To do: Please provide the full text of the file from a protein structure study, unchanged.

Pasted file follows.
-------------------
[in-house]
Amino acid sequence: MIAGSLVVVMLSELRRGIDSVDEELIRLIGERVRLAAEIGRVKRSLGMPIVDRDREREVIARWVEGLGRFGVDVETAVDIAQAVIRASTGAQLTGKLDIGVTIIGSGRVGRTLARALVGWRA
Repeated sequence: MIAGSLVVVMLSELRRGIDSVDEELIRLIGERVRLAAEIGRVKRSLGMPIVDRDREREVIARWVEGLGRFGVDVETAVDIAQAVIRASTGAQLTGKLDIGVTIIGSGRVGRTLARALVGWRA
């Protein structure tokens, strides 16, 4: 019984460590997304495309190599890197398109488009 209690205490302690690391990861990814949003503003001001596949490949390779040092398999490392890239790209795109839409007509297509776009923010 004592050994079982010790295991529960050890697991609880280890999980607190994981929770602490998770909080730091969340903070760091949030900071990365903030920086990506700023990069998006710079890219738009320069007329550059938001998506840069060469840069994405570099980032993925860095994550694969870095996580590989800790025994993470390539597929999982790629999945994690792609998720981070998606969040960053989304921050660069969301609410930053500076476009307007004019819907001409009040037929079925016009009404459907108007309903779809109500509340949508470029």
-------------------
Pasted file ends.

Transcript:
[in-house]
Amino acid sequence: MIAGSLVVVMLSELRRGIDSVDEELIRLIGERVRLAAEIGRVKRSLGMPIVDRDREREVIARWVEGLGRFGVDVETAVDIAQAVIRASTGAQLTGKLDIGVTIIGSGRVGRTLARALVGWRA
Repeated sequence: MIAGSLVVVMLSELRRGIDSVDEELIRLIGERVRLAAEIGRVKRSLGMPIVDRDREREVIARWVEGLGRFGVDVETAVDIAQAVIRASTGAQLTGKLDIGVTIIGSGRVGRTLARALVGWRA
């Protein structure tokens, strides 16, 4: 019984460590997304495309190599890197398109488009 209690205490302690690391990861990814949003503003001001596949490949390779040092398999490392890239790209795109839409007509297509776009923010 004592050994079982010790295991529960050890697991609880280890999980607190994981929770602490998770909080730091969340903070760091949030900071990365903030920086990506700023990069998006710079890219738009320069007329550059938001998506840069060469840069994405570099980032993925860095994550694969870095996580590989800790025994993470390539597929999982790629999945994690792609998720981070998606969040960053989304921050660069969301609410930053500076476009307007004019819907001409009040037929079925016009009404459907108007309903779809109500509340949508470029």